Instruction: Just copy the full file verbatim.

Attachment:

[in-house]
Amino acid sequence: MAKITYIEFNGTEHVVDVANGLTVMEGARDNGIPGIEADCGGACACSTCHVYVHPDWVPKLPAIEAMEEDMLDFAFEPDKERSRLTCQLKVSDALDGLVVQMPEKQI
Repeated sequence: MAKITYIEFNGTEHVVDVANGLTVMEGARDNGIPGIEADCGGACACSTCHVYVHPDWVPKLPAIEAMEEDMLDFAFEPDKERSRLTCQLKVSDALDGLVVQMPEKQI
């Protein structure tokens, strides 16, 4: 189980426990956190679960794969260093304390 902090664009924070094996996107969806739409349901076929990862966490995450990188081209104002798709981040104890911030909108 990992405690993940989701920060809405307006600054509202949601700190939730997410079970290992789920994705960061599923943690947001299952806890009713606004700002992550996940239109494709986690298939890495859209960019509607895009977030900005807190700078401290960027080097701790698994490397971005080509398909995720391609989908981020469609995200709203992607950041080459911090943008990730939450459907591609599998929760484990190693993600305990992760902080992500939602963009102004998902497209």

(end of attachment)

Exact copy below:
[in-house]
Amino acid sequence: MAKITYIEFNGTEHVVDVANGLTVMEGARDNGIPGIEADCGGACACSTCHVYVHPDWVPKLPAIEAMEEDMLDFAFEPDKERSRLTCQLKVSDALDGLVVQMPEKQI
Repeated sequence: MAKITYIEFNGTEHVVDVANGLTVMEGARDNGIPGIEADCGGACACSTCHVYVHPDWVPKLPAIEAMEEDMLDFAFEPDKERSRLTCQLKVSDALDGLVVQMPEKQI
């Protein structure tokens, strides 16, 4: 189980426990956190679960794969260093304390 902090664009924070094996996107969806739409349901076929990862966490995450990188081209104002798709981040104890911030909108 990992405690993940989701920060809405307006600054509202949601700190939730997410079970290992789920994705960061599923943690947001299952806890009713606004700002992550996940239109494709986690298939890495859209960019509607895009977030900005807190700078401290960027080097701790698994490397971005080509398909995720391609989908981020469609995200709203992607950041080459911090943008990730939450459907591609599998929760484990190693993600305990992760902080992500939602963009102004998902497209």